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No Signposts in the Sea
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No Signposts in the Sea

3.65  ·  Rating Details  ·  175 Ratings  ·  27 Reviews
Edmund Carr is at sea in more ways than one. An eminent journalist and self-made man, he has recently discovered that he has only a short time to live. Leaving his job on a Fleet Street paper, he takes a passage on a cruise ship where he knows that Laura, a beautiful and intelligent widow whom he secretly admires, will be a fellow passenger. Exhilarated by the distant vist ...more
Paperback, 155 pages
Published December 31st 1985 by Virago (first published January 1st 1961)
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Mariel
Jul 05, 2013 Mariel rated it really liked it
Recommends it for: no tombstones in the sea
Recommended to Mariel by: Virginia Woolf
She little knows what it means to 'the other Edmund' to let himself go and talk to her. The other Edmund has never had such a friend.

I couldn't find again the passage I really wanted. It really said what it means to me to have this and write what I think about, what matters to me, here on goodreads (and in the imaginary in the head conversations). The little magic space of books and dream it more than one place. It might matter to someone else to know about it too. If you never imagined that oth
...more
Sarah
Nov 08, 2011 Sarah rated it it was amazing
I'm still quite fond of Vita. I'm still not quite at home with her. I still can't explain just why that is!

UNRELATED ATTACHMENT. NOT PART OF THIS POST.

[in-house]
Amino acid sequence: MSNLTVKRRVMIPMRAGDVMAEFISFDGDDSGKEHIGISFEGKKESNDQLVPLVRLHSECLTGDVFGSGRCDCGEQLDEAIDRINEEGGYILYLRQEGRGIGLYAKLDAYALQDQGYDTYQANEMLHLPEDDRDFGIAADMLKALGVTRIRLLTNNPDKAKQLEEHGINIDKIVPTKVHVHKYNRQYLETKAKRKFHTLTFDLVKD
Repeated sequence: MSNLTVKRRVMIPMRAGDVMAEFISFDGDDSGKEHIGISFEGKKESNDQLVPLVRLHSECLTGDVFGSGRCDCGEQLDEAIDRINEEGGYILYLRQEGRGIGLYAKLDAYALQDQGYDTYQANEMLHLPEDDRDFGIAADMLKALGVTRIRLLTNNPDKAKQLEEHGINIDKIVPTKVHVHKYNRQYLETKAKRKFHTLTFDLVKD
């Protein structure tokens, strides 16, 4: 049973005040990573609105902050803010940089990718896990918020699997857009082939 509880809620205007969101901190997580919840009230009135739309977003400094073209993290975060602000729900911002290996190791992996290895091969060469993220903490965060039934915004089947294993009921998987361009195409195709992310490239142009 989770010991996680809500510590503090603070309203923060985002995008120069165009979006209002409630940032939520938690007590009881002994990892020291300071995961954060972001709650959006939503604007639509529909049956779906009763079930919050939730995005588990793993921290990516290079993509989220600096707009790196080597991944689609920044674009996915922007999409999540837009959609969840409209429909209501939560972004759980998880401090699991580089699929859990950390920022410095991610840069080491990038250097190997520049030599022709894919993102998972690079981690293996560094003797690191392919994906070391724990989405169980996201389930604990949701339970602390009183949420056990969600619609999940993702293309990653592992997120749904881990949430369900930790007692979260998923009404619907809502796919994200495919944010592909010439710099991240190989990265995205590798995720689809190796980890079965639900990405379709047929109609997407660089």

And, once again, her book was not at all what I expected! I knew it was about a terminally ill man who chooses to spend his final months on a sea voyage with the woman he (secretly) loves. Reading this, I envisioned frothy, blue prose, a pale, expansive wistfulness. A touch of restlessness. A touch of sensuality. A touch of aristocracy. And, in a way, it is those things. But this is a far m
...more
Siria
Jul 07, 2008 Siria rated it it was ok
A slight little thing, more novella than novel, No signposts in the sea strives very hard to achieve memorability, but just about reaches mediocrity. There are flashes of beauty in the prose, but they don't make up for the deficiencies of characterisation and plot.
Maria Ch
Dec 20, 2015 Maria Ch rated it really liked it

Edmund is a journalist who finds out that he has a short time to live due to a terminal disease and decides to spend his remaining time on a journey at sea with a woman he likes Laura. The narrative is in fact his narrative, his stream of thought in regards to the object of his affection. Initially the writing is more general, varying between observations and convictions, going as fas as aphorisms on life as the author ponders on different issues like life, love, happiness. Edmund is a self proc
...more
Kathrine
Feb 17, 2012 Kathrine rated it it was amazing
The novel is a meditation on life, love, what motivates human beings and contains real insight into the ideas of nature vs progress, the limitations of materialism etc - all very relevant to today, amazingly so.
Very philosophical, beautifully written and a joy to read. I think this is the best Vita Sackville-West have written.
Mary
Aug 23, 2014 Mary rated it it was amazing
What a lovely novella.
A re-read for me!
Edmund Carr, when he learns he hasn't long to live takes a passage on board a ship where he knows that Laura, a beautiful and intelligent widow whom he secretly admires is a fellow passenger.